Despite numerous challenges to training the men via videoconference from above, Romagnoli said the men were enthusiastic about the new routines. “One of the advantages we have is these guys are strong, they are accustomed to working their arms and upper body. This is not a sedentary population we are dealing with; they will respond quickly.” While rescue procedures call for the men to spend just 20 minutes inside the rescue cage, Romagnoli is preparing the men to stand immobile for as long as an hour. “Ideally we leave them with an ample margin of error,” he said.

Over the weekend, Chilean navy engineers delivered the first of three rescue capsules to the mine to start testing the custom-built cagelike structure. The Phoenix, painted with the colors of the Chilean flag, weighs just under 1,012 pounds and is equipped with WiFi communications and three oxygen tanks that allow the men to breathe for as long as 90 minutes. The capsule also has two emergency exits for use if the tube becomes wedged in the rescue shaft. In a worst-case scenario, the miner will be able to open the floor of the capsule and lower himself back into the depths of the mine.

Once the rescue tunnel is complete, two people – “a miner and a paramedic with rescue training” – will first be lowered into the hole, Jaime Manalich, Chile’s health minister, said as he outlined what he described as a 500-person rescue operation. Once lowered into the hole, the paramedic will administer medications and intravenous hydration to the men. Sedatives will be used if necessary to calm the men before the ride to the surface.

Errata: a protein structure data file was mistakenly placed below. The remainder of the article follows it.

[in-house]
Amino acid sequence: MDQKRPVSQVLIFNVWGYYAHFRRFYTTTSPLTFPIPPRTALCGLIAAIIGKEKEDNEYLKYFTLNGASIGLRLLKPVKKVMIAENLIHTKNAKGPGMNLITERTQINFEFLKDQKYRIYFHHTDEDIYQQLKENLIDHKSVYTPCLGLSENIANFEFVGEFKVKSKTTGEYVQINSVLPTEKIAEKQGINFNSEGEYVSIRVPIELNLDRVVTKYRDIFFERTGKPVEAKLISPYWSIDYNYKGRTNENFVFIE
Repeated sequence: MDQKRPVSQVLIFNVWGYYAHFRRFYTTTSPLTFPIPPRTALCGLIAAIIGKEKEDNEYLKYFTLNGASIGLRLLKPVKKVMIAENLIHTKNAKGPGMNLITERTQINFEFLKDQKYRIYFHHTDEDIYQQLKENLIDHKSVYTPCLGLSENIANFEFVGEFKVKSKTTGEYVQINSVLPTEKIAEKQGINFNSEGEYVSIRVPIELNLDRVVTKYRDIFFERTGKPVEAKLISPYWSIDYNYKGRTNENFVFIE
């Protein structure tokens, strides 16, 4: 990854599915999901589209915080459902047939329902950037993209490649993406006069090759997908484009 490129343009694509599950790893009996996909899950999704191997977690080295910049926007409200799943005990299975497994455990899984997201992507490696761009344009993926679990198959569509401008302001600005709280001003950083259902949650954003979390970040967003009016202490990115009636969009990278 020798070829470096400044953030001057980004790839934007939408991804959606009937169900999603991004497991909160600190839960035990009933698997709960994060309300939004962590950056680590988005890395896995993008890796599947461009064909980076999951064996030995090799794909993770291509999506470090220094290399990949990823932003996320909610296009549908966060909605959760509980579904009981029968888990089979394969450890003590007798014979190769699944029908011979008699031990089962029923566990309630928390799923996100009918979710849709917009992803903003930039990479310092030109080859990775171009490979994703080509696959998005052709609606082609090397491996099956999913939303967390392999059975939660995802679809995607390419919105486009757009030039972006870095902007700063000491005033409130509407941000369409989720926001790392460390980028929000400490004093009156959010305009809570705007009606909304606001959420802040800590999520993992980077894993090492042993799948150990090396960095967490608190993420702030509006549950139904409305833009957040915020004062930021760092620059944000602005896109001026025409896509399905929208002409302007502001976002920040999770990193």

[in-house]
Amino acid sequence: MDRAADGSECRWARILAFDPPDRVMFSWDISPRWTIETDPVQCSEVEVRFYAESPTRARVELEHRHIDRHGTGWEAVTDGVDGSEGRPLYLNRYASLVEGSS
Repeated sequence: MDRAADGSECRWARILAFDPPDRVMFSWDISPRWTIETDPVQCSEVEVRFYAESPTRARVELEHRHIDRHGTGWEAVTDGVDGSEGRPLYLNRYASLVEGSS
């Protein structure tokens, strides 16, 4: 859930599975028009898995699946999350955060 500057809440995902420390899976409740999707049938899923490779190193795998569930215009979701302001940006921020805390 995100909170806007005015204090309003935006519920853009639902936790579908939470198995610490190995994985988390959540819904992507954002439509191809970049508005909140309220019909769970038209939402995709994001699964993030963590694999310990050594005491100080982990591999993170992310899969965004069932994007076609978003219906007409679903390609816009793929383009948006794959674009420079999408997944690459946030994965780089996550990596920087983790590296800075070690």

Using health charts and interviews, the rescue coordinators are classifying the miners into three groups: the able, the weak and the strong. The miners will be evacuated in that order, allowing the first group to serve as a test case for the more critical second group. The fittest men will be taken at the end of the operation, which is expected to last nearly two full days.

About the author: Jonathon Franklin is a special correspondent for the Washington Post, where this article was posted on September 27 .
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Tower Work and Rescue at Roco Training Center

Thursday, September 23, 2010

Roco Chief Instructor, Pat Furr teaches a three-man team from Anchorage, Alaska. This Tower Work & Rescue course was conducted at the Roco Training Center in Baton Rouge, Louisiana. Despite the summer heat of the deep south, team members Tom Savage, Nathan Munford and Jeremy Waltz learned some great skills and had a memorable time. Thanks for choosing Roco for RESCUE!



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Fort Worth Firefighters Quickly Switch Gears to Perform Trench Rescue

Tuesday, September 14, 2010

Tom Vines, rescue author, shares this incredible report posted on FireFighter Nation.

Firefighters often arrive at the scene of a rescue only to find that the situation is completely different from what the 911 call reported.

This was the case on June 2, when the Fort Worth (Texas) Fire Department responded to a 911 call that reported a fallen construction crane with persons trapped. Although this wasn’t exactly what responders found when they arrived on scene, the incident shows how with the right training and preparation, it’s easy to switch gears and successfully handle any situation.

Read more at FireFighterNation.com
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Firefighter and Worker Die in Confined Space Incident

Thursday, September 09, 2010

TARRYTOWN, NY (WABC) — A fire department official says oxygen levels were dangerously low in a manhole where a sewer worker and a firefighter died.

No cause of death has been established in Monday’s deaths of sewer worker Anthony Ruggiero and Tarrytown firefighter John Kelly. At firehouses throughout Tarrytown, there are the ceremonial displays that no department ever wants to have to put up: black and purple bunting and flags at half staff.